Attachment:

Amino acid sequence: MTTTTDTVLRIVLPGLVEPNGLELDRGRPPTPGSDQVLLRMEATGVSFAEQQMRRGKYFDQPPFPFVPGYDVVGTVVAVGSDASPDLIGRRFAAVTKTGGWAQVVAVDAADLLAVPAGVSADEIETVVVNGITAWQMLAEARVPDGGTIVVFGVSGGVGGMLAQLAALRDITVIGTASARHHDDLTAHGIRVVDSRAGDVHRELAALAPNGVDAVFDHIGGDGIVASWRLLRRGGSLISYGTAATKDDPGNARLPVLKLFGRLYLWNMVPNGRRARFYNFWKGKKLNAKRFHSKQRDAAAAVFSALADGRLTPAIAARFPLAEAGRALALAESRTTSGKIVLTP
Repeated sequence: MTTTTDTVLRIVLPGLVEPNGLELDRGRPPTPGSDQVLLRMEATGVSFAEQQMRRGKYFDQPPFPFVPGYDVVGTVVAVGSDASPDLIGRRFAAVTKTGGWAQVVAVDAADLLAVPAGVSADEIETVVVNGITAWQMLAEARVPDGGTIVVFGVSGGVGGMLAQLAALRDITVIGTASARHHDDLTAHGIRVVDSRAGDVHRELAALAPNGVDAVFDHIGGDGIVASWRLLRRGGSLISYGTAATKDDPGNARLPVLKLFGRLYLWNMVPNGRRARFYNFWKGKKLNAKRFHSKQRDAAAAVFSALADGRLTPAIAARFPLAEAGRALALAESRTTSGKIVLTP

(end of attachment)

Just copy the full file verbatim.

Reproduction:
Amino acid sequence: MTTTTDTVLRIVLPGLVEPNGLELDRGRPPTPGSDQVLLRMEATGVSFAEQQMRRGKYFDQPPFPFVPGYDVVGTVVAVGSDASPDLIGRRFAAVTKTGGWAQVVAVDAADLLAVPAGVSADEIETVVVNGITAWQMLAEARVPDGGTIVVFGVSGGVGGMLAQLAALRDITVIGTASARHHDDLTAHGIRVVDSRAGDVHRELAALAPNGVDAVFDHIGGDGIVASWRLLRRGGSLISYGTAATKDDPGNARLPVLKLFGRLYLWNMVPNGRRARFYNFWKGKKLNAKRFHSKQRDAAAAVFSALADGRLTPAIAARFPLAEAGRALALAESRTTSGKIVLTP
Repeated sequence: MTTTTDTVLRIVLPGLVEPNGLELDRGRPPTPGSDQVLLRMEATGVSFAEQQMRRGKYFDQPPFPFVPGYDVVGTVVAVGSDASPDLIGRRFAAVTKTGGWAQVVAVDAADLLAVPAGVSADEIETVVVNGITAWQMLAEARVPDGGTIVVFGVSGGVGGMLAQLAALRDITVIGTASARHHDDLTAHGIRVVDSRAGDVHRELAALAPNGVDAVFDHIGGDGIVASWRLLRRGGSLISYGTAATKDDPGNARLPVLKLFGRLYLWNMVPNGRRARFYNFWKGKKLNAKRFHSKQRDAAAAVFSALADGRLTPAIAARFPLAEAGRALALAESRTTSGKIVLTP